I recently got a new toy, a Raptor 4.0 electric skateboard made by the Exkate folks in California. Let me tell you this is ~by far~ the best 'toy' I've bought for myself, and believe me, I've bought many toys over the years ;-)
Anyway, the reason this is relevant is because I've found this skateboard, powered by a 450W 24V motor, is able to climb some serious (bicycle => granny-gear) grades and has incredible range (I cruised for over an hour by the waterfront in downtown Portland last weekend with juice to spare)!
Experiencing this two facets (speed & range) of electric propulsion first hand has inspired me to want to extend my electric experience to my commute (~13mi, some hills), especially with summer now here and gas approaching $3.50. I figure that if the single-speed electric skateboard, with its single-speed drivetrain and tiny soft wheels, and an upright rider, can already do so much, then a well-designed electric road bike may actually be a viable transportation vehicle!
My primary design goal is to attain a 'safe' average speed of 20mph, with a useable range of 15mi (I can recharge at work for the return trip). I'm not a super athlete, but I reckon I should be able to put out 150-200W without breaking a sweat (which is a design goal for a commuting bike). To take a bike up a 6% slope at 10mph takes 300W so assuming a continous-duty derating factor of 0.8, a motor mechanical-efficiency factor of 0.6, I figure I'll need a motor of about (300-150)/(0.8*0.6) = 312W rating. At 36V, this would imply a peak current of 8.7A. http://www.electricscooterparts.com/motors.html has a very well built surplus 300W Kollmorgan (not the cheapo Chinese motors like those on my skateboard) for $40, which for me, is what inspired this whole train of thought!
Assuming a desired average combined output of 300W, I put in 150W, and the bike puts in 150W, and assuming a motor-controller efficiency of 0.9, a battery conversion efficiency (high-current derating factor) of 0.8, a discharge factor of 80%, for trip duration of 40mins, I figure I need a battery of (0.7*150)/(0.9*0.8*0.8) = 182Whr.
The batteries I have in mind are the new Dewalt 36V lithium nano-phospate packs that uses the bleeding-edge crem-de-la-creme cells made by A123 Systems. They are 2.4AH, I believe, or 86Whr. These go for ~$110 on Ebay these days, so I can only afford two, for 164Whr, which is shy of the 182Whr above calculated :-( Oh well, I guess I have to get off my lazy butt and up my leg share to 55% (165W).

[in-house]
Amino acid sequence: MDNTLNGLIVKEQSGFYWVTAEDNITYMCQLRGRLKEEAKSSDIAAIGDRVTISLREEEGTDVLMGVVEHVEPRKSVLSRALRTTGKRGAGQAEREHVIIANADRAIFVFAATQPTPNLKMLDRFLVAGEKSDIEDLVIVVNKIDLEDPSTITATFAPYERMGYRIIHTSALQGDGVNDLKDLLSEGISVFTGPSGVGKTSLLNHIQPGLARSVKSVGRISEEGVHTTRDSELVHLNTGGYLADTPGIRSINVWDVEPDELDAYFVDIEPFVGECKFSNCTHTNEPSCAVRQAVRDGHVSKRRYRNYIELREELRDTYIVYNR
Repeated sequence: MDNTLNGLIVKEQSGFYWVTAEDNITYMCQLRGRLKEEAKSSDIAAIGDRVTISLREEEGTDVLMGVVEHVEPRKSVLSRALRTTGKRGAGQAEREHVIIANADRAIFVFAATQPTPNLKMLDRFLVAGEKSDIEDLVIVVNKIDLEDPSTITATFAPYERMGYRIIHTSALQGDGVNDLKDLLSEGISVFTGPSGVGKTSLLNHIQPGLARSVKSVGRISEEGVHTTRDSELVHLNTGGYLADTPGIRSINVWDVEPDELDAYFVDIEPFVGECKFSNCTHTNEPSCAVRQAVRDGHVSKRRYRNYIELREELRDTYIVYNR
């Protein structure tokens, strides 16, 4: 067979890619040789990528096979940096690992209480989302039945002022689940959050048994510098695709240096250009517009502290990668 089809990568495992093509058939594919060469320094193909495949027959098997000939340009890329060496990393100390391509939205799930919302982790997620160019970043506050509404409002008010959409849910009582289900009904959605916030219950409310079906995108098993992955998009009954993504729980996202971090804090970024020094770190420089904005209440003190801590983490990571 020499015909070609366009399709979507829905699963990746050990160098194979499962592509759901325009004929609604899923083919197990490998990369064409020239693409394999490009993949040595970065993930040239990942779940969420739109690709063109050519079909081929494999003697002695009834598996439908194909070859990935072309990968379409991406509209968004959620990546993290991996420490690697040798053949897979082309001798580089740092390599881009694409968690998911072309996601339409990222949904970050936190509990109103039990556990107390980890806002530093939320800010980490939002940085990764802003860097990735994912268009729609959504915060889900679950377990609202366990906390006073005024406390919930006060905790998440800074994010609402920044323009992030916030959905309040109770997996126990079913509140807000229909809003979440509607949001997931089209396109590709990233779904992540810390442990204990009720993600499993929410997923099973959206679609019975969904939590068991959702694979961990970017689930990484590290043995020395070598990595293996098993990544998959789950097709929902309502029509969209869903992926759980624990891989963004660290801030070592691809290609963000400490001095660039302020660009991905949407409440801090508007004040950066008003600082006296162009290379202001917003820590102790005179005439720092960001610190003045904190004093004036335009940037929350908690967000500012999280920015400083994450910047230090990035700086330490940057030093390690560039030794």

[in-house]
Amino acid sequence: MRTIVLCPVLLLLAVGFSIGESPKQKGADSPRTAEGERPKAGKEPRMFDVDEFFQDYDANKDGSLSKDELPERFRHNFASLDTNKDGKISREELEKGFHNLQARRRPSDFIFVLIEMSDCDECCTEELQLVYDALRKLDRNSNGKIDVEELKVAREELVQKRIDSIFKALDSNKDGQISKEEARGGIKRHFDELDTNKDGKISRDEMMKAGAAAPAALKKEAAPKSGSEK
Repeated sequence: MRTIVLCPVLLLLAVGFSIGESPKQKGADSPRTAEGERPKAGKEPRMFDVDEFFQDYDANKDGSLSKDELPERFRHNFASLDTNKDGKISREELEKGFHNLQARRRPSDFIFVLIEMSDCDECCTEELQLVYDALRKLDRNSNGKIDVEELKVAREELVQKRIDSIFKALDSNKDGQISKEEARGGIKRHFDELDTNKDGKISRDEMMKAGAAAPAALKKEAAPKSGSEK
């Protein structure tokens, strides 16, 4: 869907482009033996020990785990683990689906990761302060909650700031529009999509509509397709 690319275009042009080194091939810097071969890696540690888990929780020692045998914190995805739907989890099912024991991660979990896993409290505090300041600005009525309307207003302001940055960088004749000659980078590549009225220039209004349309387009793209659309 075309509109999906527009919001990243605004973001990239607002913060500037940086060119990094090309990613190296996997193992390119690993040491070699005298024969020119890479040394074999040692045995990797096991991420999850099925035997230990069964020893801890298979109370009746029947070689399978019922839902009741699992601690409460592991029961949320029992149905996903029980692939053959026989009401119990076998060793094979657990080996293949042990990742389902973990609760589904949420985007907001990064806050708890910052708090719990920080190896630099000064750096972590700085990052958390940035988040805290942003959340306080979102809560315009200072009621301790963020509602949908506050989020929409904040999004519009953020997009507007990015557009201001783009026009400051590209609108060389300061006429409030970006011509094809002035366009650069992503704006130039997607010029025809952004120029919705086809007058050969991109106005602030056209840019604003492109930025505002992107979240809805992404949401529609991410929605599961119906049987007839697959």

Which brings me to why I'm posting this -- the drivetrain. This is no doubt the most challenging, costly, labor-intersive part of this whole project to build a custom e-bike. I would like to find a partner (or two) who is interested in building such a bike in the hopes that together we can drive cost, effort and risk down while banging our collective heads together and (hopefully) having fun as well.
My philosophy is to KISS as much as possible. I view the two foremost goals of the e-bike are to make hill-climbing a non-gasping/sweaty affair and upping average travelling speed -- all other considerations can be sacrificed. My current idea for the drivetrain is a very simple one, but one that I think can be made cheaply, is highly efficient, robust and lightweight. The only caveat (heh heh) -- clipless pedals are required to ride this bike (which should not be a problem for most experienced bicyclists).
I have a Trek aluminum (all round tubes) road-bike for this project. I'm thinking of taking a bicycle chain sprocket and attaching that to a jackshaft (i.e. an intermediate shaft). This shaft gets attaches to the bottom of the upwards-sloping bottom tube of the bike. A chain links the innermost (smallest) chainring on the pedal cranks to this sprocket. On the other side of the jackshaft is a large pulley, and the motor is mounted as low as possible on the inside V of the frame and drives the pulley via a timing belt and a small pulley. That's it! If you've followed me this far, you'll ask -- where's the freewheel? Er hmmm -- remember the clipless pedals requirement ... ?! Don't worry, to prevent embarrassing bloody shins when you walk in the office in that all-revealing lycra, a safety motor cutoff switch will get installed on the brake lever -- pull the brakes and the motor-controller shuts off immediately. A resume-button will resume the previously set throttle-level. Seems vaguely familiar? Well, you heard it here first -- the world's first cruise-control bicycle!
So if you're read this far, you must be interested, or critical -- in any case please reply and let me know :-)